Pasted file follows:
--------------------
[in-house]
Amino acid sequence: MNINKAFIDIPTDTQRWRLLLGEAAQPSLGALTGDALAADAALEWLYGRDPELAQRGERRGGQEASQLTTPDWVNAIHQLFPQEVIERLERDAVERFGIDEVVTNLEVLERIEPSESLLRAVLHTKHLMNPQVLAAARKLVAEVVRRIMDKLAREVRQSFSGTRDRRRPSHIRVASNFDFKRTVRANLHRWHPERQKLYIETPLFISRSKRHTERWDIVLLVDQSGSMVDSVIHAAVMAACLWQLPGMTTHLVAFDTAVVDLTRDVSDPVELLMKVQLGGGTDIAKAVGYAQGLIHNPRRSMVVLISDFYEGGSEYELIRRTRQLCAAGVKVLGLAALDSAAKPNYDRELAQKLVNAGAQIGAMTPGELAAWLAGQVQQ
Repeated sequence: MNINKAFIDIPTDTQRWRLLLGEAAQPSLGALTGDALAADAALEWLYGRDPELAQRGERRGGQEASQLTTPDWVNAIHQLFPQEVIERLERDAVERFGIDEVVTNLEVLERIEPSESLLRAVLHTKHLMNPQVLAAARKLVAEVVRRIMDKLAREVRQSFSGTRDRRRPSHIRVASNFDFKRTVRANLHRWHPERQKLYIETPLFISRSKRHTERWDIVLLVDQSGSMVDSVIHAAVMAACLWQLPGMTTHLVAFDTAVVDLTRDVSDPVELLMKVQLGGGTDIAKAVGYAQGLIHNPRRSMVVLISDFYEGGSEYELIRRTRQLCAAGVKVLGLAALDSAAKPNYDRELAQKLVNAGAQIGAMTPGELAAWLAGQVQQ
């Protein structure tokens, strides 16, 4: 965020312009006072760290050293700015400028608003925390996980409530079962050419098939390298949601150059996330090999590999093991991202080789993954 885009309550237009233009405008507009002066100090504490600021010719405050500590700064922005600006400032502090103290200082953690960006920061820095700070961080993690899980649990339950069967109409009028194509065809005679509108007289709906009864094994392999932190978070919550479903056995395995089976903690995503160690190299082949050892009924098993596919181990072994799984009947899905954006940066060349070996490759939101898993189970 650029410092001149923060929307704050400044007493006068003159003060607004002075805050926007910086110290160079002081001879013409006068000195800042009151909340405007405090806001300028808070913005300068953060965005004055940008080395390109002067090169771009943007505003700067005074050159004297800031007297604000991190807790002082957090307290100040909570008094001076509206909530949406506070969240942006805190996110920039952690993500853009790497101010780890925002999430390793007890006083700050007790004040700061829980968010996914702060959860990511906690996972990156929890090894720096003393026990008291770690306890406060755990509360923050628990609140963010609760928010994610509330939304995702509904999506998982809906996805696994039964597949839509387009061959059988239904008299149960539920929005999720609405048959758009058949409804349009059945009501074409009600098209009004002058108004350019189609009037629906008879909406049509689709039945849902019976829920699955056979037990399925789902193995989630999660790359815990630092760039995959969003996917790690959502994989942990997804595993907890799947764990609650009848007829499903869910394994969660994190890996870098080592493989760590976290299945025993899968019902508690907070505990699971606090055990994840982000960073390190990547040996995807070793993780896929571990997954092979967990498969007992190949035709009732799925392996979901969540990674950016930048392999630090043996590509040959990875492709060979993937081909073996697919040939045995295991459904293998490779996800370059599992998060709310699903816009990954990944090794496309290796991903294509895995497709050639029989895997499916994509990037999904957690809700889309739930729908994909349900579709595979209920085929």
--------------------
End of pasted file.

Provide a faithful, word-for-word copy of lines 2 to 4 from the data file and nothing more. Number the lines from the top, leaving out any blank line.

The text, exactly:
Amino acid sequence: MNINKAFIDIPTDTQRWRLLLGEAAQPSLGALTGDALAADAALEWLYGRDPELAQRGERRGGQEASQLTTPDWVNAIHQLFPQEVIERLERDAVERFGIDEVVTNLEVLERIEPSESLLRAVLHTKHLMNPQVLAAARKLVAEVVRRIMDKLAREVRQSFSGTRDRRRPSHIRVASNFDFKRTVRANLHRWHPERQKLYIETPLFISRSKRHTERWDIVLLVDQSGSMVDSVIHAAVMAACLWQLPGMTTHLVAFDTAVVDLTRDVSDPVELLMKVQLGGGTDIAKAVGYAQGLIHNPRRSMVVLISDFYEGGSEYELIRRTRQLCAAGVKVLGLAALDSAAKPNYDRELAQKLVNAGAQIGAMTPGELAAWLAGQVQQ
Repeated sequence: MNINKAFIDIPTDTQRWRLLLGEAAQPSLGALTGDALAADAALEWLYGRDPELAQRGERRGGQEASQLTTPDWVNAIHQLFPQEVIERLERDAVERFGIDEVVTNLEVLERIEPSESLLRAVLHTKHLMNPQVLAAARKLVAEVVRRIMDKLAREVRQSFSGTRDRRRPSHIRVASNFDFKRTVRANLHRWHPERQKLYIETPLFISRSKRHTERWDIVLLVDQSGSMVDSVIHAAVMAACLWQLPGMTTHLVAFDTAVVDLTRDVSDPVELLMKVQLGGGTDIAKAVGYAQGLIHNPRRSMVVLISDFYEGGSEYELIRRTRQLCAAGVKVLGLAALDSAAKPNYDRELAQKLVNAGAQIGAMTPGELAAWLAGQVQQ
């Protein structure tokens, strides 16, 4: 965020312009006072760290050293700015400028608003925390996980409530079962050419098939390298949601150059996330090999590999093991991202080789993954 885009309550237009233009405008507009002066100090504490600021010719405050500590700064922005600006400032502090103290200082953690960006920061820095700070961080993690899980649990339950069967109409009028194509065809005679509108007289709906009864094994392999932190978070919550479903056995395995089976903690995503160690190299082949050892009924098993596919181990072994799984009947899905954006940066060349070996490759939101898993189970 650029410092001149923060929307704050400044007493006068003159003060607004002075805050926007910086110290160079002081001879013409006068000195800042009151909340405007405090806001300028808070913005300068953060965005004055940008080395390109002067090169771009943007505003700067005074050159004297800031007297604000991190807790002082957090307290100040909570008094001076509206909530949406506070969240942006805190996110920039952690993500853009790497101010780890925002999430390793007890006083700050007790004040700061829980968010996914702060959860990511906690996972990156929890090894720096003393026990008291770690306890406060755990509360923050628990609140963010609760928010994610509330939304995702509904999506998982809906996805696994039964597949839509387009061959059988239904008299149960539920929005999720609405048959758009058949409804349009059945009501074409009600098209009004002058108004350019189609009037629906008879909406049509689709039945849902019976829920699955056979037990399925789902193995989630999660790359815990630092760039995959969003996917790690959502994989942990997804595993907890799947764990609650009848007829499903869910394994969660994190890996870098080592493989760590976290299945025993899968019902508690907070505990699971606090055990994840982000960073390190990547040996995807070793993780896929571990997954092979967990498969007992190949035709009732799925392996979901969540990674950016930048392999630090043996590509040959990875492709060979993937081909073996697919040939045995295991459904293998490779996800370059599992998060709310699903816009990954990944090794496309290796991903294509895995497709050639029989895997499916994509990037999904957690809700889309739930729908994909349900579709595979209920085929």